Future research should focus on trained subjects using a single source of protein during overfeeding. Furthermore, a heavy resistance program geared towards skeletal muscle hypertrophy in conjunction with protein overfeeding needs further investigation.

I appreciate the mention of these topics of future research. The participants of the study used whey and casein protein powders to reach their daily protein goals, so it would be interesting to see what results a similar study found if individuals used only whole foods rather than supplements (is it even possible to eat that much protein?).

Also, would there be any difference in weight gain and fat free mass gain if participants were doing a hypertrophy-specific resistance training program.





Here we go again...high protein diets do NOT cause cancer

Have you seen the latest sensationalized headline?

"High-protein diet 'as bad for health as smoking"
Research finds that people who eat diet rich in animal protein carry similar cancer risk to those who smoke 20 cigarettes each day

I mean, it is pretty hard to become more head-turning than that...yet, unfortunately, that is what our society has become - sensationalized headlines. Majority of individuals will either hear that "study headline" on the TV or radio, or maybe they will even read it on the internet. This will ultimately result in a quick knee-jerk reaction something akin to, "See, see, see, I told you high protein diets are bad for you! That guy George down at the gym keeps telling me that I should eat more protein, but I am certain it is no good for my kidneys...."

I will admit, there is far too much content for any one individual to take in on a daily basis, now with such a connected world and "news" coming in from various sources, it is hard to read through everything that comes at you on a daily basis. So, in an attempt to gain as many readers as possible, catchy or polarizing headlines are now the 'norm' to catch as much attention as possible. The only problem here, and trust me, it's a big one, is that most people don't actually read the article, they just "gain their knowledge" from just the headline alone.

I can't believe I actually have to say this, but protein does not cause cancer...far from it. Not only that, but eating protein should never be compared to smoking...holy crap!

The biggest problem with any diet and lifestyle study is this simple fact: correlation does not mean causality.

Just because someone ate a higher protein diet over their lifetime and ended up dying prematurely due to cancer, one should not jump to any conclusions that it was the protein that in fact caused the cancer. Fair enough, so what should we study?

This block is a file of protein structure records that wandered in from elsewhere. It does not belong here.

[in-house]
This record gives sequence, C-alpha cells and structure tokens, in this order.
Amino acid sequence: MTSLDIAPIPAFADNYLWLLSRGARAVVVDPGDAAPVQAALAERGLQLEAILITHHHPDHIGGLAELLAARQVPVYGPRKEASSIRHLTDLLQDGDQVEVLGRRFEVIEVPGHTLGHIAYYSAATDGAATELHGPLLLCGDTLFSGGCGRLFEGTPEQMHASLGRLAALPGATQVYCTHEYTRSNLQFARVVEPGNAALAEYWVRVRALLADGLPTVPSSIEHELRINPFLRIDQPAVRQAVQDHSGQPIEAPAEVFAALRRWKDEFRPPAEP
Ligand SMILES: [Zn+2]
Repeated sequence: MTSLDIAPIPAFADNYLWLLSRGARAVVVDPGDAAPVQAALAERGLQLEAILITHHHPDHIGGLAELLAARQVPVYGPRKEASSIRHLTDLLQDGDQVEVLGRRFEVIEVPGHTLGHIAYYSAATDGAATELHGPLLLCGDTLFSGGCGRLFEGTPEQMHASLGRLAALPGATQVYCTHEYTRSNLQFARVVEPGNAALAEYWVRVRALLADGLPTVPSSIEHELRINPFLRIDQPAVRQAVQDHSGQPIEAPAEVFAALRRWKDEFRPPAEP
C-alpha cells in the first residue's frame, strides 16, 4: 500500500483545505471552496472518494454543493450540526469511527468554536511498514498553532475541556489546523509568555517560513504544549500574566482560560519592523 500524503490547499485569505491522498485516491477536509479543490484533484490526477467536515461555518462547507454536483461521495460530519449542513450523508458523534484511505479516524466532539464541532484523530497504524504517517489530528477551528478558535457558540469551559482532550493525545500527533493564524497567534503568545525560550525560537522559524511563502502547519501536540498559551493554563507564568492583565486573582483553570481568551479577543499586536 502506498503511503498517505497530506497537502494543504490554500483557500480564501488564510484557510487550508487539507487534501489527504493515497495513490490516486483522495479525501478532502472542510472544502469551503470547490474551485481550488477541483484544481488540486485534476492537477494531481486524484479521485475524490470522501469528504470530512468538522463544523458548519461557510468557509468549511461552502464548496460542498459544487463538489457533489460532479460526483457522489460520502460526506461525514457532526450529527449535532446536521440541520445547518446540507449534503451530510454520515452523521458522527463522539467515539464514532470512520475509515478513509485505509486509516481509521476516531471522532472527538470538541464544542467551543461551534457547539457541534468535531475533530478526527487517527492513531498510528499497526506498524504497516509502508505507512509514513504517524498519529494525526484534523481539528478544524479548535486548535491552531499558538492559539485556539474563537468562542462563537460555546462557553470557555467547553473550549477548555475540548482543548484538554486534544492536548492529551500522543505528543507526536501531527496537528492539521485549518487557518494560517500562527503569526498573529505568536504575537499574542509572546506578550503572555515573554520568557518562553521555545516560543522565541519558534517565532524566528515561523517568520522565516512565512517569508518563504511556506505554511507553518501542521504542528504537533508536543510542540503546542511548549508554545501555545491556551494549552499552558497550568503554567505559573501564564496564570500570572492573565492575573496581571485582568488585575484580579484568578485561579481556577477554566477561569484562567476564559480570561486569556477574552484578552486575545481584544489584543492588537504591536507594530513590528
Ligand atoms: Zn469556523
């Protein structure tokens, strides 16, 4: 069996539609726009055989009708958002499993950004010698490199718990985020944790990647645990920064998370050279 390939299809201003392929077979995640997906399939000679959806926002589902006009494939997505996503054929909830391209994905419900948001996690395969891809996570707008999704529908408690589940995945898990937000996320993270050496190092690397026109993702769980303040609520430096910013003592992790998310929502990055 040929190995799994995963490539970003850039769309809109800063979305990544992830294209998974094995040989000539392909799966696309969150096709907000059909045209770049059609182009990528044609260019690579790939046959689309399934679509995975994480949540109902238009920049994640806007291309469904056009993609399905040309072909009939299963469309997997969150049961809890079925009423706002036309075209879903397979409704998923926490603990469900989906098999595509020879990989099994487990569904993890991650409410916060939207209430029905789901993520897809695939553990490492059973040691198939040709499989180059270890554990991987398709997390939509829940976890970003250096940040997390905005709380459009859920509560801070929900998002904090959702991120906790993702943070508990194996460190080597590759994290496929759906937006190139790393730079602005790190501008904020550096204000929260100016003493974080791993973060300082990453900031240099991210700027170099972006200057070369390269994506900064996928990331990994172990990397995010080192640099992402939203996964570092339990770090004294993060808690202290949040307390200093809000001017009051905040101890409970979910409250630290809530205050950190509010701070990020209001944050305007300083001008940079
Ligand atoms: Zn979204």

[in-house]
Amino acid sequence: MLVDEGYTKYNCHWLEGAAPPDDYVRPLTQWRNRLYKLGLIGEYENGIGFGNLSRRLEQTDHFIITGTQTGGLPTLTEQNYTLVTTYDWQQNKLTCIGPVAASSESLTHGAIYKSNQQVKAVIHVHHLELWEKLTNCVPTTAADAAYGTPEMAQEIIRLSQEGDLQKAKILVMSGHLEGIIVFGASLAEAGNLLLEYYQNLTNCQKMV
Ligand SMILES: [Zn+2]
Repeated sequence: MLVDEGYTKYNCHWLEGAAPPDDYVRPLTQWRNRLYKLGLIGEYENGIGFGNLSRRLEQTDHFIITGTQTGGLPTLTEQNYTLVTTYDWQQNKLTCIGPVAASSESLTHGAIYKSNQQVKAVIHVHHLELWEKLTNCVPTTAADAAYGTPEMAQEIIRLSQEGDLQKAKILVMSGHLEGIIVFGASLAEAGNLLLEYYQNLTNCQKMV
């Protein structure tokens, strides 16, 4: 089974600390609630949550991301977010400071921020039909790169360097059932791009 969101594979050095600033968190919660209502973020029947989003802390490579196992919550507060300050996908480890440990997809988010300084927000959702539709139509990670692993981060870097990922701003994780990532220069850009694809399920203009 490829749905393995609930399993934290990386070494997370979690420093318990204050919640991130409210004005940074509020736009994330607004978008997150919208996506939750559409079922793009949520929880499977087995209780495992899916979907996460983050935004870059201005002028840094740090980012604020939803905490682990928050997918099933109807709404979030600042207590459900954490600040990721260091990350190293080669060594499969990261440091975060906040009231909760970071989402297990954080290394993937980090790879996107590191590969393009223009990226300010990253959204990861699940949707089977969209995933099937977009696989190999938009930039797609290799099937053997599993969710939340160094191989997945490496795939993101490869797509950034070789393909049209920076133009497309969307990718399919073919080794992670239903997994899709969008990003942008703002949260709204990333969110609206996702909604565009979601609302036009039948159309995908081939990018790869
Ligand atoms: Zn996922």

Well, the next logical step is to view overall trends. Fair enough, that is what this study attempted to do. However, even when studying overall trends, you need to account for variations in other dietary factors and lifestyles, i.e. exercise (something this study failed to factor in, by the way) which is essentially impossible to do with nearly infinite variations in day-to-day lifestyle and diet choices from one individual to the next.

To create the best possible scientific study, one would need to take a human being from birth, lock them in a room and only allow them to eat or drink one specific item for the duration of their life to study its individual effects over a long term. Of course this is impossible due to, well, you know, human ethics obstacles.

Not only that, but a diet that revolves around one single item or food category is not good for us anyways. It is best for us to have well-rounded diets rather than whatever is 'catchy' that week, month, or year. Specific diets may be extremely successful in helping you lose weight or get lean, but that does not necessarily mean that you are giving your body all of the vitamins and nutrients that it needs.

If you can, head on over to this article to read a fantastic summary of the study. Here is their summary:

Conclusion

This study has found a link between high protein intake and increased risk of death among people aged 50-65, but not older adults. There are some important points to bear in mind when thinking about these results: